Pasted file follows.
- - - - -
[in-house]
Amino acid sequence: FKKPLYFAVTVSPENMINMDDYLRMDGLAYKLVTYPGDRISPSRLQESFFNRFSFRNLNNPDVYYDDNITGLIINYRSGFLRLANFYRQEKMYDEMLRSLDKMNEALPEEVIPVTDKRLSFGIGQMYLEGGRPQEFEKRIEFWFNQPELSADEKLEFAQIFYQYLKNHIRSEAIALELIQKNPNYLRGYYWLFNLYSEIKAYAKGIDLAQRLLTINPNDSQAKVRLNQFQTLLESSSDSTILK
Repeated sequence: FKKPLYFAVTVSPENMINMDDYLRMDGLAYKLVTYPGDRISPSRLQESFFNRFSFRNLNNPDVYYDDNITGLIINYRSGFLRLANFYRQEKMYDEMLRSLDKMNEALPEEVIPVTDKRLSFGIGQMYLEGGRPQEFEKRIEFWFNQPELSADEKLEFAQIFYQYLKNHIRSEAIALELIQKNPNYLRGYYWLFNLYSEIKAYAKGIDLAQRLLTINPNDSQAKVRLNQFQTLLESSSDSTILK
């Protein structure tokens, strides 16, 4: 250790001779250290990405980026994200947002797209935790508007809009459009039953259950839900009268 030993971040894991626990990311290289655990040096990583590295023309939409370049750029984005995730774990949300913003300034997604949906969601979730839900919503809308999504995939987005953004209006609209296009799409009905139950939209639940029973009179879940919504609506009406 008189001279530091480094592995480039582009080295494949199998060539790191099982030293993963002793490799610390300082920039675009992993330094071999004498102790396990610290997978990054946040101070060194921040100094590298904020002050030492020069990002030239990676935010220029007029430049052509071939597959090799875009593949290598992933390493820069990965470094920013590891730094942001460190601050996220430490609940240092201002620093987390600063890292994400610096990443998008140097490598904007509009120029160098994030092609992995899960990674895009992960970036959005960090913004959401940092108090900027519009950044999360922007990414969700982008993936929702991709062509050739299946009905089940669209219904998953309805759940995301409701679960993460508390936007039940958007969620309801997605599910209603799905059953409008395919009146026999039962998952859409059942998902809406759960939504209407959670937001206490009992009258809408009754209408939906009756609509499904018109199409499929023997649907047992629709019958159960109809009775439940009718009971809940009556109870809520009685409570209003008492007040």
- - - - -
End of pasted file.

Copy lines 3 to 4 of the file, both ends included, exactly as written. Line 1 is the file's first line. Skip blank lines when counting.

Repeated sequence: FKKPLYFAVTVSPENMINMDDYLRMDGLAYKLVTYPGDRISPSRLQESFFNRFSFRNLNNPDVYYDDNITGLIINYRSGFLRLANFYRQEKMYDEMLRSLDKMNEALPEEVIPVTDKRLSFGIGQMYLEGGRPQEFEKRIEFWFNQPELSADEKLEFAQIFYQYLKNHIRSEAIALELIQKNPNYLRGYYWLFNLYSEIKAYAKGIDLAQRLLTINPNDSQAKVRLNQFQTLLESSSDSTILK
């Protein structure tokens, strides 16, 4: 250790001779250290990405980026994200947002797209935790508007809009459009039953259950839900009268 030993971040894991626990990311290289655990040096990583590295023309939409370049750029984005995730774990949300913003300034997604949906969601979730839900919503809308999504995939987005953004209006609209296009799409009905139950939209639940029973009179879940919504609506009406 008189001279530091480094592995480039582009080295494949199998060539790191099982030293993963002793490799610390300082920039675009992993330094071999004498102790396990610290997978990054946040101070060194921040100094590298904020002050030492020069990002030239990676935010220029007029430049052509071939597959090799875009593949290598992933390493820069990965470094920013590891730094942001460190601050996220430490609940240092201002620093987390600063890292994400610096990443998008140097490598904007509009120029160098994030092609992995899960990674895009992960970036959005960090913004959401940092108090900027519009950044999360922007990414969700982008993936929702991709062509050739299946009905089940669209219904998953309805759940995301409701679960993460508390936007039940958007969620309801997605599910209603799905059953409008395919009146026999039962998952859409059942998902809406759960939504209407959670937001206490009992009258809408009754209408939906009756609509499904018109199409499929023997649907047992629709019958159960109809009775439940009718009971809940009556109870809520009685409570209003008492007040």